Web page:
Southern Nova Scotia’s unemployment rate was 12.7 per cent in April, down from 15.9 per cent a year earlier, according to Statistics Canada.

What’s left of the diocese of Yarmouth — a diocese that hasn’t had a bishop since Bishop James Wingle was appointed to St. Catharines in 2001 — now has to raise money to pay for sex abuse settlements past and future by selling real estate.

But it’s not as grim a prospect as you might think, LeBlanc told The Catholic Register.

ANTIGONISH, N.S. - As Catholics of Antigonish ponder their post-Raymond Lahey life of faith, duelling groups are holding discussions about what a rebuilt Church should look like.

A left-leaning group fired the first salvo last October with a conference featuring academic theologian Paul Lakeland of Fairfield University. A right-wing group will respond later this month with a conference featuring Michael Voris, a conservative apologist and commentator with a dedicated Youtube following.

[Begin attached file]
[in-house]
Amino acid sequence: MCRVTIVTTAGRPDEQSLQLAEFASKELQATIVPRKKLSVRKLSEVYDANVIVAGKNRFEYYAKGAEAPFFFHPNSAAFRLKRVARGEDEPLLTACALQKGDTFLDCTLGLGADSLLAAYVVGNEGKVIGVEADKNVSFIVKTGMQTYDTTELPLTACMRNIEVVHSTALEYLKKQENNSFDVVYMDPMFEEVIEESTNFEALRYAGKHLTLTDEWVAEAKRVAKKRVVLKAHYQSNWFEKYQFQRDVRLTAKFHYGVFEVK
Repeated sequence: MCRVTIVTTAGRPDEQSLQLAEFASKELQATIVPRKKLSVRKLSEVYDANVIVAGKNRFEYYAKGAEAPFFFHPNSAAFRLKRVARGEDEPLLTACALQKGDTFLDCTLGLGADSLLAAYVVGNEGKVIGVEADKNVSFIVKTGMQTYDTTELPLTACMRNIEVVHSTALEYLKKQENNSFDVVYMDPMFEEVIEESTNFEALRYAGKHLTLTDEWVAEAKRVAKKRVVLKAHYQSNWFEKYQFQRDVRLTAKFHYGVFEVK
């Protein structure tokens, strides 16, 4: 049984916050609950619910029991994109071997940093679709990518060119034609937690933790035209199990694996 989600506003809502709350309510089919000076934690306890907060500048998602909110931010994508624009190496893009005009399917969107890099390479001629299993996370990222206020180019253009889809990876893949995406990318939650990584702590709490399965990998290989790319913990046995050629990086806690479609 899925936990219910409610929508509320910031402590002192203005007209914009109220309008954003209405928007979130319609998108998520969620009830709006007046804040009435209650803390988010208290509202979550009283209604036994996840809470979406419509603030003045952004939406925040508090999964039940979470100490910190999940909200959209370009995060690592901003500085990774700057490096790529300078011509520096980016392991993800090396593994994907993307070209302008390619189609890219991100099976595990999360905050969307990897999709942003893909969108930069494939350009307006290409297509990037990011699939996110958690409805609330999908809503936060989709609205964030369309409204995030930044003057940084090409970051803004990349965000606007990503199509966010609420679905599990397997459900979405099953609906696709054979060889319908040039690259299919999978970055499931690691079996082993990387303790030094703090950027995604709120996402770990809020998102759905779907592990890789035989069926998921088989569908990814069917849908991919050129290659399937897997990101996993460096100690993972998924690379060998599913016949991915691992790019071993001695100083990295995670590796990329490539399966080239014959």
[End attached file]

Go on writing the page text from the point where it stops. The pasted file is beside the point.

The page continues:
“We don’t think the Lakeland conference was really a conference that is in conformity with the true teachings of the Catholic Church,” said Wayne Murphy of Port Hood, organizer of the June conference, titled For the Beauty of the Church.

For Murphy, the only good Catholics are right-wing Catholics.

I hate this story.

I don’t hate it because some people fear stories about sexual abuse by priests could tear apart the Church. Journalism can’t destroy the body of Christ.

All men who use sex to dominate the weak, the vulnerable and the innocent are evil. Men who camouflage predatory sex behind the Gospel, who preach mercy, justice and forgiveness by daylight and consume young souls in the dark, they’re worse.

The unfolding of this story ever since Mount Cashel hit the headlines in 1989 is still news. There is still evil to be unmasked. As a journalist in the Church, I should embrace that challenge. Unmasking evil is part of what journalists  do. What could be a greater service to the Church? But I hate it.

When I worked for The Guelph Mercury in 1990, editing the crime page for our weekend edition, I always put the arrest of priests on sex charges at the top of the page with the biggest headline. That was an easy decision. Predatory priests are bigger news than desperate addicts robbing gas bars. Unexpected reversal is what makes a story news.